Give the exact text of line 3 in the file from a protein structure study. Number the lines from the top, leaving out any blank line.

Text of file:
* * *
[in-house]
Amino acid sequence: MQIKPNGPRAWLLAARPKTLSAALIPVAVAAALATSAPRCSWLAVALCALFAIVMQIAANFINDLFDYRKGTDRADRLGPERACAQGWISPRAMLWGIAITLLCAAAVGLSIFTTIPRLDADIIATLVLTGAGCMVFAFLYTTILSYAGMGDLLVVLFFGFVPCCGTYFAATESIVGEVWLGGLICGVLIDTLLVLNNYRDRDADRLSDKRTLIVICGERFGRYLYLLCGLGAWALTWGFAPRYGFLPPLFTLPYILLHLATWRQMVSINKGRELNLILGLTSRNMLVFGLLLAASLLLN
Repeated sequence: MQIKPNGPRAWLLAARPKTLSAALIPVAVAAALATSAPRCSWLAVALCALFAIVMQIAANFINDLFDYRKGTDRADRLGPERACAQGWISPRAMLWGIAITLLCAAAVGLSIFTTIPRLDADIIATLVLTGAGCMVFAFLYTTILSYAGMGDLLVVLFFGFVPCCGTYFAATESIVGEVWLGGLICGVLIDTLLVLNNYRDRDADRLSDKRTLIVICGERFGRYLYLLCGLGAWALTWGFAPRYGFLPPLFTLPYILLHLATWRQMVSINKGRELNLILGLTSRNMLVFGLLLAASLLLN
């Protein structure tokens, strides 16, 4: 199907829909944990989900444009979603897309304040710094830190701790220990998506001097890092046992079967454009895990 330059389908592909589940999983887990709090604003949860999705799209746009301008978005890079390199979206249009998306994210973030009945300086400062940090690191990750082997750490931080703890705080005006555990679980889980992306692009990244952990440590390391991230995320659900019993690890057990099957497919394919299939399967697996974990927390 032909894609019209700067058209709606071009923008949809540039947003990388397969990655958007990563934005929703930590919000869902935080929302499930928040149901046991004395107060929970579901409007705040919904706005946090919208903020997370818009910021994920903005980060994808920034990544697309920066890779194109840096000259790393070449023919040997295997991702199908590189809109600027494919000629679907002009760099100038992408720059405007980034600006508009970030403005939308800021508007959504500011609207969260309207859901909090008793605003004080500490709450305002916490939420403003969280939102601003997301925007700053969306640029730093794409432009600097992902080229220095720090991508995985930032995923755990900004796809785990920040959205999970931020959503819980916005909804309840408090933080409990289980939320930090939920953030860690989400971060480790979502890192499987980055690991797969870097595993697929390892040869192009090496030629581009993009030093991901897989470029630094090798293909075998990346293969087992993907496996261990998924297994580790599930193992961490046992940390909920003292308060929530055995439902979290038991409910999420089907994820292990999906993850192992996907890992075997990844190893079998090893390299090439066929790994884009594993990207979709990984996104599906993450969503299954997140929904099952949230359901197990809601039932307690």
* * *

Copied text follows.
Repeated sequence: MQIKPNGPRAWLLAARPKTLSAALIPVAVAAALATSAPRCSWLAVALCALFAIVMQIAANFINDLFDYRKGTDRADRLGPERACAQGWISPRAMLWGIAITLLCAAAVGLSIFTTIPRLDADIIATLVLTGAGCMVFAFLYTTILSYAGMGDLLVVLFFGFVPCCGTYFAATESIVGEVWLGGLICGVLIDTLLVLNNYRDRDADRLSDKRTLIVICGERFGRYLYLLCGLGAWALTWGFAPRYGFLPPLFTLPYILLHLATWRQMVSINKGRELNLILGLTSRNMLVFGLLLAASLLLN